AlphaZero and How It Changed the Way AI Played Computer Chess


Computer chess engines are fairly old technology. It first came into the limelight when the DeepBlue engine of IBM defeated Garry Kasparov when he was at his peak time in 1997. This defeat shocked the world. The machine had beaten humans in a game of intellect. Since then, chess engines have been updated and improved continuously. In 2017, DeepMind announced a new engine, AlphaZero.

On December 5, 2017, the chess world was shocked to its core once again when AlphaZero beat Stockfish 8, the strongest chess engine of the time. During a time-controlled 100-match game, AlphaZero won 28 matches, drawing 72, and 0 losses.

What is AlphaZero?

In the beginning, AlphaZero wasn’t developed as a chess engine. It was a program that could learn board games like Shogi, Chess, and Go by playing with it. Scientists at DeepMind used Neural Network System to develop the engine. From there, it trained itself numerous times to learn chess.

Before, chess engines used brute force techniques to find the best move. This technique worked by calculating millions of movesets to find the best possible result. In this case, engines were provided with as much data as possible to teach them chess. It required a very powerful computer to calculate millions of positions and evaluate them quickly. The program would try to predict the possible outcome of every legal move of each piece for the next few moves. It used the Alpha-Beta Pruning method to make this process as fast as possible.

However, AlphaZero used Neural Network and Self-learning model. It worked by only looking for the best positions from its experience of training. It used the Monte Carlo Tree Search algorithm to find the board’s best possible move. AlphaZero had no human teaching or knowledge to learn chess.

Why AlphaZero was so powerful?

AlphaZero used Tensor Processing Unit (TPU) that Google programs use. It used 5,000 first-gen TPUs and 64 second-gen TPUs to train itself. Scientists at DeepMind estimated that the engine was playing at a higher ELO rating level after only 4 hours of training without any opening books or endgame tables.

While AlphaZero searched for 80,000 positions in a second, Stockfish 8 searched for around 70 million. This huge difference in number was covered by searching only for promising positions. This made AlphaZero more performant.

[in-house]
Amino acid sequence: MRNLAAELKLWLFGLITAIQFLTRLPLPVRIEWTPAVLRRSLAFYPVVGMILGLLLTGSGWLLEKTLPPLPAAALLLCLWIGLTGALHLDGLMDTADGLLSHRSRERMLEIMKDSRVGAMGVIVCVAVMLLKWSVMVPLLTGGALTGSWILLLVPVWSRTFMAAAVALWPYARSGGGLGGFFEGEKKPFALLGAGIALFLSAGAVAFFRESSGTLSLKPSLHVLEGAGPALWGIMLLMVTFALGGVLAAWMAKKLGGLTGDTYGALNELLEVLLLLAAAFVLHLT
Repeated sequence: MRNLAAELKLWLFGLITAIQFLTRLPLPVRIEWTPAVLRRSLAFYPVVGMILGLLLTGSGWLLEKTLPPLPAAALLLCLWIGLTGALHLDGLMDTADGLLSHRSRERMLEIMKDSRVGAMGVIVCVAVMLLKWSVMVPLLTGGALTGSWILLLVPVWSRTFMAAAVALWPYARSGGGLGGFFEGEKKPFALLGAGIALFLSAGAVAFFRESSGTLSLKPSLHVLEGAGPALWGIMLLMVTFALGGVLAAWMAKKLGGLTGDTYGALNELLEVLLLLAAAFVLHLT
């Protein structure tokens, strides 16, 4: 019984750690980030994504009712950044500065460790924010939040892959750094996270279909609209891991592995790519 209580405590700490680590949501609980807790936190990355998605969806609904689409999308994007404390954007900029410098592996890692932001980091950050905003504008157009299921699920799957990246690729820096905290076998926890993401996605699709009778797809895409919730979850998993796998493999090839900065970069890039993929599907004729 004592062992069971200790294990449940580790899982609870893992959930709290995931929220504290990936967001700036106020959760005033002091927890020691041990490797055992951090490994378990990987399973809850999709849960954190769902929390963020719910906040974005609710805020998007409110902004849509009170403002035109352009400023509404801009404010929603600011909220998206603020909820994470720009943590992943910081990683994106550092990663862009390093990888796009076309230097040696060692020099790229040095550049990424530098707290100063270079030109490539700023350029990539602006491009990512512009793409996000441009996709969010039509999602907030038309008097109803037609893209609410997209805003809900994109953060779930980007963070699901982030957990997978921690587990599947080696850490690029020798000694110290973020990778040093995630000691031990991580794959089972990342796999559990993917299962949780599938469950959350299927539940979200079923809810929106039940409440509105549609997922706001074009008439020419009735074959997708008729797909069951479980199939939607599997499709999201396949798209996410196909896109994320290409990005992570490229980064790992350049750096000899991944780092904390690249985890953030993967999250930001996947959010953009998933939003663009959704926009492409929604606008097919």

After DeepMind released the results of the first 100-match game, everyone was in disbelief and awe. Stockfish was completely thrashed with 28 losses and 0 wins. In a 1,000-match game, AlphaZero won 155, lost 6, and drew 839 matches. Garry Kasparov commented that by learning from playing with itself, AlphaZero had developed strategies that “reflect the truth”. The engine used moves that no one had seen before because it learned chess all by itself without any help from traditional chess openings or endgames.

A chess game between Stockfish and AlphaZero
Image: Tasin Khan/TechAcute

Artificial Neural Networks conquered computer chess

Pretty soon, every other prominent chess engine began to have a neural network and self-learning system in place. AlphaZero was closed-source and ran on Google hardware, so it was impossible to create something identical. But enthusiastic programmers managed to create Leela, an Open Source Chess engine that used the same method as AlphaZero.

Stockfish NNUE (efficiently updatable neural network) version was created and merged with Stockfish in 2020. AlphaZero project was discontinued later. The program was never made public, but their paper is available in the Science journal. Despite its brief appearance, it changed and reshaped computer chess and the chess world.

YouTube: AlphaZero: Shedding new light on the grand games of chess, shogi and Go

Photo credits: The feature image has been taken by Gorodenkoff. The screenshot in the body of the article was taken by the author for TechAcute.
Sources: James Somers (The New Yorker) / Stockfish / Science

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Tasin Khan
Tasin Khan
A unity developer with a passion in Technology and Gaming
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